Once known as manic depression, bipolar disorder can coexist with a drug or alcohol addiction. Bipolar disorder causes mood swings that range from extreme highs to extreme lows. These episodes can occur several times a week or only a few times a year. Having the disorder causes significant changes in concentration and energy. Learn why the two can overlap and statistics available for substance abuse and co-occurring mental illness.
Information on Drug Addiction and Mental Illness
Approximately 60 percent of people with bipolar disorder have some history of substance abuse. Even though it’s not entirely understood why there’s such a high prevalence of mental illness, especially bipolar, it can exacerbate bipolar symptoms. People with no history of mental illness can develop bipolar as a result of drug abuse.
Imbalanced brain chemicals, along with genetics, can lead to bipolar disorder. Another cause could be from trauma, which could set up a pattern of addiction, thus making bipolar worse. These two disorders can lead to financial and legal problems, relationship troubles, and suicide.
Substance-Induced Bipolar Disorder
Drug addiction causes changes in the brain, with the main difference being in the brain reward system; this is what makes using drugs feel pleasurable. But, it has a dark side, where the brain becomes used to that feeling and wants more, leading to abusing drugs. Drugs also rewire other parts of the brain that affect both mood and behavior, which can lead to developing bipolar.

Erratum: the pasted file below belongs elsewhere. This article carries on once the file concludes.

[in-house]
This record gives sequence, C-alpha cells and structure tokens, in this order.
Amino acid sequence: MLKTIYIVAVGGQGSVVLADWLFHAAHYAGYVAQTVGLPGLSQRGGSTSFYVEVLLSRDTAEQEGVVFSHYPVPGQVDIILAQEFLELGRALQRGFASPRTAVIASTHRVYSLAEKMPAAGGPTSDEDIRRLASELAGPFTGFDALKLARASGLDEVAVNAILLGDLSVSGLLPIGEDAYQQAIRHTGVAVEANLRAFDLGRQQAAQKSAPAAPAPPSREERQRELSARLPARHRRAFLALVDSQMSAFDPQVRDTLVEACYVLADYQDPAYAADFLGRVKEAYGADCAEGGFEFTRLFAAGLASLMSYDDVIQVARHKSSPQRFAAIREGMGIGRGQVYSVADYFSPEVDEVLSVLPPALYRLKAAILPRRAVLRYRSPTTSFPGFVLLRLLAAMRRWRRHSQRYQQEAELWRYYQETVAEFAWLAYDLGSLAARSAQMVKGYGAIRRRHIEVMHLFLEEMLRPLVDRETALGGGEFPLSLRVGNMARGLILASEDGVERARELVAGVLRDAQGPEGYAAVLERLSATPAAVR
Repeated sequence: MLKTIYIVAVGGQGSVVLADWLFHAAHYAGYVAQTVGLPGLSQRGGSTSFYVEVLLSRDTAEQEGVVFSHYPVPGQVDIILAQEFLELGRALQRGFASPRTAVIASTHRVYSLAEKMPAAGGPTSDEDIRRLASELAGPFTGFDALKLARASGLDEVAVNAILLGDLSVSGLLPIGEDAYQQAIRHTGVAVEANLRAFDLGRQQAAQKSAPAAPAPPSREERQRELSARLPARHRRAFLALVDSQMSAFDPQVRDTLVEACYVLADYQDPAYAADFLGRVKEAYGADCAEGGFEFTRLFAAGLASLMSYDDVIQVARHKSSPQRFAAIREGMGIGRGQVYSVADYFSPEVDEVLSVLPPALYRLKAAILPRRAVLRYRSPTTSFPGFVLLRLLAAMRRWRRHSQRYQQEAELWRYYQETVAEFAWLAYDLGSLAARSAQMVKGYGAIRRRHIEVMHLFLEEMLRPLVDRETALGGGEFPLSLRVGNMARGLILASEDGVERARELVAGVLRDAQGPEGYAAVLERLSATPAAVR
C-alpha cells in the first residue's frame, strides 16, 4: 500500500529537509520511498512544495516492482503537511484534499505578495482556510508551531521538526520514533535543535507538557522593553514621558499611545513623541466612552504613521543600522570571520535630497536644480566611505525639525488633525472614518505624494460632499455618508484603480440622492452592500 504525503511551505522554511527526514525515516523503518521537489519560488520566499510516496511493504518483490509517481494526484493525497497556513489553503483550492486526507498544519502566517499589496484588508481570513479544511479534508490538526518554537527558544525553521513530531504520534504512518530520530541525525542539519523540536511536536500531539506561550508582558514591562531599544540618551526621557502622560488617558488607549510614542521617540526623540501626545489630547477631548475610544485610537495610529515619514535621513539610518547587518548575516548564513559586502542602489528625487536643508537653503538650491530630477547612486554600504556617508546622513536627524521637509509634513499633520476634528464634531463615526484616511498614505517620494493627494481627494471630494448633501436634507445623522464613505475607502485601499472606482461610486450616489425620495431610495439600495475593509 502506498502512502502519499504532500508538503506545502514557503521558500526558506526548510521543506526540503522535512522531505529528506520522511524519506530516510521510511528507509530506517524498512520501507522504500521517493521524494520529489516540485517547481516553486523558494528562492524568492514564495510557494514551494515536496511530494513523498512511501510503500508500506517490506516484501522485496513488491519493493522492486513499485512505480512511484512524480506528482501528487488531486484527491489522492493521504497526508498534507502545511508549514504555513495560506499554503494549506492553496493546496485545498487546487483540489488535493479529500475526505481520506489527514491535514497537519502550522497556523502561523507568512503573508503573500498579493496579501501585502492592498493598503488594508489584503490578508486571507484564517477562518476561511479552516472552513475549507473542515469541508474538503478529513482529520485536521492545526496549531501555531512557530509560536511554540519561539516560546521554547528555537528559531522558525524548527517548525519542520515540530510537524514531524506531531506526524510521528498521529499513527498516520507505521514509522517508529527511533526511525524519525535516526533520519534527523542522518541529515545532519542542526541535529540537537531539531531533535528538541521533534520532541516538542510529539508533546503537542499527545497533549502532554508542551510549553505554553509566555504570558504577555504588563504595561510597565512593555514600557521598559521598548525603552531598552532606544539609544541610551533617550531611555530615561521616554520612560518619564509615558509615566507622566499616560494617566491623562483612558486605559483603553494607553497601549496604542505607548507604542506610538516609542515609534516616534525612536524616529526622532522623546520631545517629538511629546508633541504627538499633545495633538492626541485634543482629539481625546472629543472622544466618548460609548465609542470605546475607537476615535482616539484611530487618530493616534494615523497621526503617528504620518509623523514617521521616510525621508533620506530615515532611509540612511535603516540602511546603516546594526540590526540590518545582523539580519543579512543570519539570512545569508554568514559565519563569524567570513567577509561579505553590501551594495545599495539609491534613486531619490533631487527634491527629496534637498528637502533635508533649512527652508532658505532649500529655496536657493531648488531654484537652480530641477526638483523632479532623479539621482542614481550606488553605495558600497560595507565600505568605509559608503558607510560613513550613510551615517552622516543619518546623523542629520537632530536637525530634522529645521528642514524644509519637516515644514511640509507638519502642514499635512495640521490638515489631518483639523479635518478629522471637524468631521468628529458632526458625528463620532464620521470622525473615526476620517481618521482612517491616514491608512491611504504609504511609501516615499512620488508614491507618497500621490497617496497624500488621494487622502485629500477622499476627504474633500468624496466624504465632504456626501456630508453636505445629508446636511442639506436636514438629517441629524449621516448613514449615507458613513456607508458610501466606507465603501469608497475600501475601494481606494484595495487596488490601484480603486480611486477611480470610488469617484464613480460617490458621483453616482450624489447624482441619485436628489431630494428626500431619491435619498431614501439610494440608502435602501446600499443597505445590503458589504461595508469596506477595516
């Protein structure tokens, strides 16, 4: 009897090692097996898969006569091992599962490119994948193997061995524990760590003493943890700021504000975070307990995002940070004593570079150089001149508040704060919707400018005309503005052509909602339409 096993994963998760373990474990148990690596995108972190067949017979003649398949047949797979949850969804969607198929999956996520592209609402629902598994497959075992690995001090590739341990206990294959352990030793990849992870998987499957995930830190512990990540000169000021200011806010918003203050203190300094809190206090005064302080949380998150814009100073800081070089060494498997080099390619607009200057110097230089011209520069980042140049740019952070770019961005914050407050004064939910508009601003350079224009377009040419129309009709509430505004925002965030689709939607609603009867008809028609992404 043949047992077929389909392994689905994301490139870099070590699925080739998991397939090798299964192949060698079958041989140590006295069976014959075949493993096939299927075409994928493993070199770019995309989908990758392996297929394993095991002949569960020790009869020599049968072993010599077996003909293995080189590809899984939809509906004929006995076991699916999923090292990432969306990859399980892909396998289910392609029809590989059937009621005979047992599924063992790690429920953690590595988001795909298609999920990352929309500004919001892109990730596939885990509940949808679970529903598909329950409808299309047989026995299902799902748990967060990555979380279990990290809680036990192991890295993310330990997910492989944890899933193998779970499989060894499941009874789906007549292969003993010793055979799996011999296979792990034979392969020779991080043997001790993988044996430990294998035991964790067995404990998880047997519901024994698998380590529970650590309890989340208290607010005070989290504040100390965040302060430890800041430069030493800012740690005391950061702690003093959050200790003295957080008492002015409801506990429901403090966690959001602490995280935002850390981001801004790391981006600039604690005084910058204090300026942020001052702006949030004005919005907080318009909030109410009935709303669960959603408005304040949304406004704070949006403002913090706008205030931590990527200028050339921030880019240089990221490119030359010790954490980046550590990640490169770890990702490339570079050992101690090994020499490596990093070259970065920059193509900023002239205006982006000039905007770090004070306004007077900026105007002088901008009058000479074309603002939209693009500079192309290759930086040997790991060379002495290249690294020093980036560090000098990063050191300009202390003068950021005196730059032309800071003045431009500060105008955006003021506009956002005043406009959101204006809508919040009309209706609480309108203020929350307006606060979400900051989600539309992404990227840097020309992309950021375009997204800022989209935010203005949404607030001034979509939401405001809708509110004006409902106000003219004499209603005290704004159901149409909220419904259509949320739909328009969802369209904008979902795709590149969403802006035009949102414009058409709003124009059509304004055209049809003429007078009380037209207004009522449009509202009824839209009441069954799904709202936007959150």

This is why it’s crucial someone diagnosed with bipolar disorders stay away from using drugs. If there’s a co-occurring addiction, it can increase the symptoms of bipolar.
Co-Symptoms of Bipolar and Addiction
Symptoms of bipolar can mimic those of drug addiction. Someone being manic can act and look like someone taking cocaine. They both cause an elevated mood and energy and show the same symptoms as withdrawal. Manic episodes have the following symptoms:
- Racing thoughts
- Short attention span
- Inflated sense of self-confidence
- Risky behavior
- Preoccupation with a specific goal
- Extreme talkativeness
- Decreased need for sleep
Major depressive symptoms include:
- Weight loss of gain
- Having a sense of worthlessness
- Excessive feelings of guilt
- Lack of concentration
- Feeling fatigued daily
- Thoughts of death and suicide
- Insomnia or oversleeping
- Loss of interest in pleasurable activities
Bipolar Disorder and Addiction Medication & Therapy
For people dealing with bipolar and addiction, several medications can help with withdrawals and episodic symptoms. These meds include ones such as antipsychotics, benzodiazepines, anticonvulsants, and lithium and help with mood shifts that bring equilibrium to someone’s life.
It’s integral for someone that has bipolar disorder and is addicted to drugs to get therapy and treatment. Cognitive-behavioral therapy (CBT) is helpful to start with and helps the person address the thoughts and feelings associated with the condition. Getting help from a treatment center results in a dual outcome: recovery from addiction and support for mental illness.
Call Ardu Recovery Center
If you or a loved one is challenged with bipolar disorder and addicted to drugs, we want to hear from you. Our treatment programs are tailored to your issues and situation and designed to help you overcome your addiction while managing your bipolar condition. Contact us for more information.